4. To install the key on the Privilege Manager policy server, run
    # pmkey -i <policy server filename>

    NOTE: You must enter the same filename in both the -a and -i commands shown above.

  5. To generate a key on each Privilege Manager client, enter:
    # pmkey –a <client filename>

    When prompted, enter a phrase or keyword. Note: you must use the same phrase or keyword to generate the client and policy server certificates.

  6. To install the key on the Privilege Manager client, run
    # pmkey -i <client filename>

    NOTE: You must enter the same filename in both the -a and -i commands shown above.

  7. Copy the key file you have created on each of the Privilege Manager clients to the Privilege Manager policy server.
  8. Copy the key file you have created on the Privilege Manager policy server to the Privilege Manager client.

    The keys are located in /etc/opt/quest/qpm4u/.qpm4u/.keyfiles/<key filename>.

  9. On the Privilege Manager policy server, enter:
    # pmkey -i <client filename>
  10. On the Privilege Manager client, enter:
    # pmkey -i <policy server filename>

    Configurable certification is now enabled.

    NOTE: By default, pmkey certifies the pass phrase when installing the keyfile for other hosts. If you do not want pmkey to certify the pass phrase when installing the keyfile for other hosts, use -f in the pmkey -i command, like this:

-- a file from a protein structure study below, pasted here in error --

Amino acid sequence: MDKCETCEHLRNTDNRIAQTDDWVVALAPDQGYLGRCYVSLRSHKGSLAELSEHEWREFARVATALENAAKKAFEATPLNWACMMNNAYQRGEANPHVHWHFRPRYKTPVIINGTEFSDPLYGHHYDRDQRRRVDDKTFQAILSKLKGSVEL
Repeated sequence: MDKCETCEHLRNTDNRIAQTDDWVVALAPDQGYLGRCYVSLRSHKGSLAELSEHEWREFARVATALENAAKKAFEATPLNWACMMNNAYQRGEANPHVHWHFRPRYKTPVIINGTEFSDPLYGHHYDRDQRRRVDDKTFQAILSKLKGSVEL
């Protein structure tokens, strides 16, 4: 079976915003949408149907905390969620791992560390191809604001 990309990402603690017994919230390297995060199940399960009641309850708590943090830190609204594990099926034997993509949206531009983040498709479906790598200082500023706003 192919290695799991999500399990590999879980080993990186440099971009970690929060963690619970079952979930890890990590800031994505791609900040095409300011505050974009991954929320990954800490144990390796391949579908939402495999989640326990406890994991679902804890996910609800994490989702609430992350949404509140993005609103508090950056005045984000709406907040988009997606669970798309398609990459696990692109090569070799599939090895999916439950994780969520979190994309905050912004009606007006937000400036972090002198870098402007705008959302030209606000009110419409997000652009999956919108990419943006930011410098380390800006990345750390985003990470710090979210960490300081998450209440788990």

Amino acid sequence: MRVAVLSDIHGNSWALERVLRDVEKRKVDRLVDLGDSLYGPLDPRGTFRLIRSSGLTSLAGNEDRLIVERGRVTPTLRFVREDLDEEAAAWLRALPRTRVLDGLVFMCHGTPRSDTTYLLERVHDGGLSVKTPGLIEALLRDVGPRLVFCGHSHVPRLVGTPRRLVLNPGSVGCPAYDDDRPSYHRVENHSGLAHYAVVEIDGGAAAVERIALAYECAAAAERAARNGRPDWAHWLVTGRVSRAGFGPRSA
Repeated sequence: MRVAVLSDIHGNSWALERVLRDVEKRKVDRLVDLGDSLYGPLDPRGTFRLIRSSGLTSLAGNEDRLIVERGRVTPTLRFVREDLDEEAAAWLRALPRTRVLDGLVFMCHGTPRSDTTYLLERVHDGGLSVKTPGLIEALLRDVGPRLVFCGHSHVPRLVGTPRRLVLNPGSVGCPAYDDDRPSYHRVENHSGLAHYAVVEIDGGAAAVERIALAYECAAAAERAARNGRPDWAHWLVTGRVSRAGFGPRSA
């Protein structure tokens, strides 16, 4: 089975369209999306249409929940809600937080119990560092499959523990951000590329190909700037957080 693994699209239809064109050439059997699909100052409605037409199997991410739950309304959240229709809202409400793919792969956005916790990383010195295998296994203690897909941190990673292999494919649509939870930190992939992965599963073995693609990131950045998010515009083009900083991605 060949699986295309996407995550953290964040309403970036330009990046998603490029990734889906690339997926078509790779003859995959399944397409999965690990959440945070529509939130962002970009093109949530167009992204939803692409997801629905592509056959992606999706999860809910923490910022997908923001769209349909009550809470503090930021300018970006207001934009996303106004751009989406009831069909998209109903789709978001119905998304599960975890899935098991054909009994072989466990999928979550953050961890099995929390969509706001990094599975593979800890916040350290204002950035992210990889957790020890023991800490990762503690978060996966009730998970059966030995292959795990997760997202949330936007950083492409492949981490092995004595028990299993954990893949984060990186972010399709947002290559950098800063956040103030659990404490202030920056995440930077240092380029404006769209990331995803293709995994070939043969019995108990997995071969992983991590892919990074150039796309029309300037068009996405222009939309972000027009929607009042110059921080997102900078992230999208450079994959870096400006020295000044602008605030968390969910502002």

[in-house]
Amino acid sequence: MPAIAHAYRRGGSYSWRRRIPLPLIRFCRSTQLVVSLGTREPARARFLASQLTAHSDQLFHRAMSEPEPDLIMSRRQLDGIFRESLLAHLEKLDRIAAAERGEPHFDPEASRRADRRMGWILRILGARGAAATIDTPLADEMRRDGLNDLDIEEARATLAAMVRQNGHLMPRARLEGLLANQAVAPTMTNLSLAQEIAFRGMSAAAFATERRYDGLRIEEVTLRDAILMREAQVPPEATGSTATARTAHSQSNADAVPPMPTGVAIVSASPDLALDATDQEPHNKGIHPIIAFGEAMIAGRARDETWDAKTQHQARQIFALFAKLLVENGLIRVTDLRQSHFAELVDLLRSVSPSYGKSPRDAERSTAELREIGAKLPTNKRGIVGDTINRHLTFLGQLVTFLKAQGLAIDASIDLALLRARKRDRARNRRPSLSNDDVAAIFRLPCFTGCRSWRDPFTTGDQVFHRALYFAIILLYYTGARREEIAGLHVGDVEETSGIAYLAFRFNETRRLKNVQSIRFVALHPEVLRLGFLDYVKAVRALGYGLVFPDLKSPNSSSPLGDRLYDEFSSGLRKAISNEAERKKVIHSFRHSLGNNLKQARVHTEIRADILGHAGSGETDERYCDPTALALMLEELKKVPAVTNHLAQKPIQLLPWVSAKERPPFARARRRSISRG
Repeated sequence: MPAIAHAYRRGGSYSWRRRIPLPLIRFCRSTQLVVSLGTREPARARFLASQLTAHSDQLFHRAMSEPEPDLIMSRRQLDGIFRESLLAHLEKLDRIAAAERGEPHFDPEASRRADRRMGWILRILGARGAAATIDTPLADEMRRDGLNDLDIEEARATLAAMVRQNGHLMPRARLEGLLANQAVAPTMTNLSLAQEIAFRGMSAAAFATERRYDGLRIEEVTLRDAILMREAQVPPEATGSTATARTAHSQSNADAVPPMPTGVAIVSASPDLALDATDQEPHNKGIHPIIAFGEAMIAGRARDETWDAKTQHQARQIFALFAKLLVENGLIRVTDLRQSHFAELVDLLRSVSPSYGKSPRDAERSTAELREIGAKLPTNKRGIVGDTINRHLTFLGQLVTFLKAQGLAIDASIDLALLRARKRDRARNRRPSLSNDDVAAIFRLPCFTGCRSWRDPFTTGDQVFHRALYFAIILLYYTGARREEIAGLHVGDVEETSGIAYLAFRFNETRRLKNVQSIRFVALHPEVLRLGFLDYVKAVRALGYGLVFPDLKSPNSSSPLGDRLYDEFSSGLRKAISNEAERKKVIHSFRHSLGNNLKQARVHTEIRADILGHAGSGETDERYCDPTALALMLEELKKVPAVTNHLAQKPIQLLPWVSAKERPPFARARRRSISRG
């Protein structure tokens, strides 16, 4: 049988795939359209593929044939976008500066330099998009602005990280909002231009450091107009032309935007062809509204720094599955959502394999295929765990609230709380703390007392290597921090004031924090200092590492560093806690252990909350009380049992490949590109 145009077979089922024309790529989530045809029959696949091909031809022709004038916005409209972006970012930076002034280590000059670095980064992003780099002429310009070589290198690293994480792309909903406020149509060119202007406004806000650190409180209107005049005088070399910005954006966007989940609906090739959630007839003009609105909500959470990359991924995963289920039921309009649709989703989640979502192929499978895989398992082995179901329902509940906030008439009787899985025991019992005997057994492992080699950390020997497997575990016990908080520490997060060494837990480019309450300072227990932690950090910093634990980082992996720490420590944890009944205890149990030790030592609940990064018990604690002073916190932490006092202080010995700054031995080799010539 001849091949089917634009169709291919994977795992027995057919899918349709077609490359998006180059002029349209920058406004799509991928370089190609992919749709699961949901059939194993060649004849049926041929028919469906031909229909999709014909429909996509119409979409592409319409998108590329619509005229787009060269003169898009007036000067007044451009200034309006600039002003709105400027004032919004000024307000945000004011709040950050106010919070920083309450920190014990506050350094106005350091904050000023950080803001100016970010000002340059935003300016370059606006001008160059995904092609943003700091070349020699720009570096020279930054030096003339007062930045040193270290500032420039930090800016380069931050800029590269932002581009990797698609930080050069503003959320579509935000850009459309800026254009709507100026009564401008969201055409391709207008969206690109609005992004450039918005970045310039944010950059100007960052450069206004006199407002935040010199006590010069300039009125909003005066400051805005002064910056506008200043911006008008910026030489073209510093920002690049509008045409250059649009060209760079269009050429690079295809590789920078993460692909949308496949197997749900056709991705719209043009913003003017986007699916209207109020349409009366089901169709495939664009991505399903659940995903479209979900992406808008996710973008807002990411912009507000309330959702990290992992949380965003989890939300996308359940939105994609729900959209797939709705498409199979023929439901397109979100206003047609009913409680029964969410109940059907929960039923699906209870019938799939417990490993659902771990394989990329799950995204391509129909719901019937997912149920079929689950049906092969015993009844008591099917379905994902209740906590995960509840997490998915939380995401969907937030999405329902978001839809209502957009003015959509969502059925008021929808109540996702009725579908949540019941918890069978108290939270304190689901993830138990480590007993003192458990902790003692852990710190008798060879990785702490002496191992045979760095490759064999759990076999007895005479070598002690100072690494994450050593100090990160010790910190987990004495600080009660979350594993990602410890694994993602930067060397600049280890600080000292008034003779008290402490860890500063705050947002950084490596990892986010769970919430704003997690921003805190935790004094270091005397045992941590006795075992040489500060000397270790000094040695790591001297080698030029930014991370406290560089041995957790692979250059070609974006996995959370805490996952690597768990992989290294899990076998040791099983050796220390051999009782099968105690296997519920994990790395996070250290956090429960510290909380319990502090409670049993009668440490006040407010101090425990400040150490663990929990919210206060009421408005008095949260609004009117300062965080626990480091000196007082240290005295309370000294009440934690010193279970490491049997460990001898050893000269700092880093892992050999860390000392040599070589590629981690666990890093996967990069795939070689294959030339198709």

# pmkey -i <keyfile> -f

Configuring Alerts

Alerts enable you to specify commands that raise an alert if entered by a user, and the action you want Privilege Manager to take.

Use the alertkeyaction variable to specify the action Privilege Manager is to take when an alert is raised. The default action logs the alert and allows the command to continue.

Enter alertkeysequence in the policy as a list of regular expressions, like this:

alertkeysequence={"^rm.*", "/rm.*", ".*xterm"};

Other valid alert actions are:

  • log
  • reject
  • or any valid string

For example:

if (user=="root") 
{ 
   alertkeyaction="ignore"; 
} 
   else if (user=="john") 
{ 
   alertkeyaction="alert"; 
} 
   else if (user=="dave") 
{ 
   alertkeyaction="trace"; 
} 
   else 
{ 
   alertkeyaction="reject"; 
}

If an event raises an alert, Privilege Manager logs an AlertRaised event log. The alertkeyaction variable is also included in the log as part of the event.

If the alertkeyaction variable is set to reject, Privilege Manager cancels the command, terminates the user’s session, and displays a rejection message.

If the alertkeyaction variable is not set to reject, Privilege Manager allows the command to run and logs it in the event log. The example shown above shows how you can enter different strings for different users. This enables you to use the alertkeyaction variable as a filter to search the event log for these events.

alertkeyaction logging is enabled even if iologging is disabled. If iologging is disabled, a new session is started with pmmasterd for each alertraised event.

By default, alertraised events are not displayed in pmlog. To view the alertraised event, use the -l parameter or the -d parameter. For example:

# pmlog -l

Alert events have the same unique ID as the Privilege Manager session from which they were generated. This enables you to identify alert events raised during a specific session.

Use pmcheck to check a given string against any expression defined in the alertkeypatterns list:

# pmcheck -a"<string>"<command>

For example,

# pmcheck -a "rm /etc/opt/quest/qpm4u/pm.settings" ksh